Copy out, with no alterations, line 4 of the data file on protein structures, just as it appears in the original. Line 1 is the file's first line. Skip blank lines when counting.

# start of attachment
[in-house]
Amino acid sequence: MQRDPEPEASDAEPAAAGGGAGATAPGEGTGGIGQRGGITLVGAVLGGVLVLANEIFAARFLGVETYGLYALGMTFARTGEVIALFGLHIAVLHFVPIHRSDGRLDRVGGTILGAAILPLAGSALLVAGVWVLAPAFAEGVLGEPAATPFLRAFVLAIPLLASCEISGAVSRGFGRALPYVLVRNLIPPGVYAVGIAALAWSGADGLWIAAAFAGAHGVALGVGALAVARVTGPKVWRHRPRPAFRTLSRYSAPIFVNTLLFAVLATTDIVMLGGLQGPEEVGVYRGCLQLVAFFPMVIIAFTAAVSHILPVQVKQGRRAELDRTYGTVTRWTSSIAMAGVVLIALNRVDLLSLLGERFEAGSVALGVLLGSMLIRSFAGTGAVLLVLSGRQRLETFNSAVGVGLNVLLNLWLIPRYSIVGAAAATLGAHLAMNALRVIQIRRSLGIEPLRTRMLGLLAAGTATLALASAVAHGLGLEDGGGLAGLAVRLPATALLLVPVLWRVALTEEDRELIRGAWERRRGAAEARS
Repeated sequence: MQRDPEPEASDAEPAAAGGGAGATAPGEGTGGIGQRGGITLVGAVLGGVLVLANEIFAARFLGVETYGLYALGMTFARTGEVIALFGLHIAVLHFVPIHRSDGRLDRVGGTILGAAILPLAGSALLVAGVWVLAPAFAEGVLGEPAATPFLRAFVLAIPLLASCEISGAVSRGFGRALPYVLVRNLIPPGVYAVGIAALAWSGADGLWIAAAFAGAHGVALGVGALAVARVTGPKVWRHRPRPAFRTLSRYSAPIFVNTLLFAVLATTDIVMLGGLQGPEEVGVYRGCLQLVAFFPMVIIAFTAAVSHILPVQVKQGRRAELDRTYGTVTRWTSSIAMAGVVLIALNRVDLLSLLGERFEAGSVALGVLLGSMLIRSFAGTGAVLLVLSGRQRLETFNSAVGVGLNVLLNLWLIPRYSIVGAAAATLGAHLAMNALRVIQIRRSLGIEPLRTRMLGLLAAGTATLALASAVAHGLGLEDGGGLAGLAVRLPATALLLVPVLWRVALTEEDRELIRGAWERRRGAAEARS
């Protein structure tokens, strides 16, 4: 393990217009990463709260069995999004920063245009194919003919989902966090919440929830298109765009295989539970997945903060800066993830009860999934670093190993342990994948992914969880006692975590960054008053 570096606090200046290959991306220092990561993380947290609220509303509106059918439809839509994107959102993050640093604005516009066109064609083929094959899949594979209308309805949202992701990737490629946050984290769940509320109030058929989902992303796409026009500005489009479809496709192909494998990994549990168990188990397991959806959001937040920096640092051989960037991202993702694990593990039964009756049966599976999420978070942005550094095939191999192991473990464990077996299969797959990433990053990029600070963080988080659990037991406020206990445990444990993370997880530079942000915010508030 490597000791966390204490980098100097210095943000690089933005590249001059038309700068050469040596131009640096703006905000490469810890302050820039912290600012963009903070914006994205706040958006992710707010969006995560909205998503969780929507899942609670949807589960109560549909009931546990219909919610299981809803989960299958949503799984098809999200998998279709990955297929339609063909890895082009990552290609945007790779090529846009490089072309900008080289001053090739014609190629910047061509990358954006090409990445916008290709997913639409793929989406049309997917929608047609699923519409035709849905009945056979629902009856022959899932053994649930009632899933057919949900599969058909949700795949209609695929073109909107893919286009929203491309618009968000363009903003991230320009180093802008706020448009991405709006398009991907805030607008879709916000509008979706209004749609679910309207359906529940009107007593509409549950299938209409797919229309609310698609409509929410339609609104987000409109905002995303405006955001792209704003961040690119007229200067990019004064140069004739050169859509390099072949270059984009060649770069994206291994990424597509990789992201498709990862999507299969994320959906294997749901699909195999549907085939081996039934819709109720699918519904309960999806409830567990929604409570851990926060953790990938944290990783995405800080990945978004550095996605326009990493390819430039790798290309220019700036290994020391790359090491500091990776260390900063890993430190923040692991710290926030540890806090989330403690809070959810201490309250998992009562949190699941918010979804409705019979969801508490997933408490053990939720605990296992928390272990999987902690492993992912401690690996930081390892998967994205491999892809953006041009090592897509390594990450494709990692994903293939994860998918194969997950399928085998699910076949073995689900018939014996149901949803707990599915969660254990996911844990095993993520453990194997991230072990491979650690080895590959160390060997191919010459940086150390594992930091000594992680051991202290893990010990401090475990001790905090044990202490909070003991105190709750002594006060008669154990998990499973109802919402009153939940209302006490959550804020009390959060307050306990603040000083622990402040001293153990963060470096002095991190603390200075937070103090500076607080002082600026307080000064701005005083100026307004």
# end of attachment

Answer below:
């Protein structure tokens, strides 16, 4: 393990217009990463709260069995999004920063245009194919003919989902966090919440929830298109765009295989539970997945903060800066993830009860999934670093190993342990994948992914969880006692975590960054008053 570096606090200046290959991306220092990561993380947290609220509303509106059918439809839509994107959102993050640093604005516009066109064609083929094959899949594979209308309805949202992701990737490629946050984290769940509320109030058929989902992303796409026009500005489009479809496709192909494998990994549990168990188990397991959806959001937040920096640092051989960037991202993702694990593990039964009756049966599976999420978070942005550094095939191999192991473990464990077996299969797959990433990053990029600070963080988080659990037991406020206990445990444990993370997880530079942000915010508030 490597000791966390204490980098100097210095943000690089933005590249001059038309700068050469040596131009640096703006905000490469810890302050820039912290600012963009903070914006994205706040958006992710707010969006995560909205998503969780929507899942609670949807589960109560549909009931546990219909919610299981809803989960299958949503799984098809999200998998279709990955297929339609063909890895082009990552290609945007790779090529846009490089072309900008080289001053090739014609190629910047061509990358954006090409990445916008290709997913639409793929989406049309997917929608047609699923519409035709849905009945056979629902009856022959899932053994649930009632899933057919949900599969058909949700795949209609695929073109909107893919286009929203491309618009968000363009903003991230320009180093802008706020448009991405709006398009991907805030607008879709916000509008979706209004749609679910309207359906529940009107007593509409549950299938209409797919229309609310698609409509929410339609609104987000409109905002995303405006955001792209704003961040690119007229200067990019004064140069004739050169859509390099072949270059984009060649770069994206291994990424597509990789992201498709990862999507299969994320959906294997749901699909195999549907085939081996039934819709109720699918519904309960999806409830567990929604409570851990926060953790990938944290990783995405800080990945978004550095996605326009990493390819430039790798290309220019700036290994020391790359090491500091990776260390900063890993430190923040692991710290926030540890806090989330403690809070959810201490309250998992009562949190699941918010979804409705019979969801508490997933408490053990939720605990296992928390272990999987902690492993992912401690690996930081390892998967994205491999892809953006041009090592897509390594990450494709990692994903293939994860998918194969997950399928085998699910076949073995689900018939014996149901949803707990599915969660254990996911844990095993993520453990194997991230072990491979650690080895590959160390060997191919010459940086150390594992930091000594992680051991202290893990010990401090475990001790905090044990202490909070003991105190709750002594006060008669154990998990499973109802919402009153939940209302006490959550804020009390959060307050306990603040000083622990402040001293153990963060470096002095991190603390200075937070103090500076607080002082600026307080000064701005005083100026307004």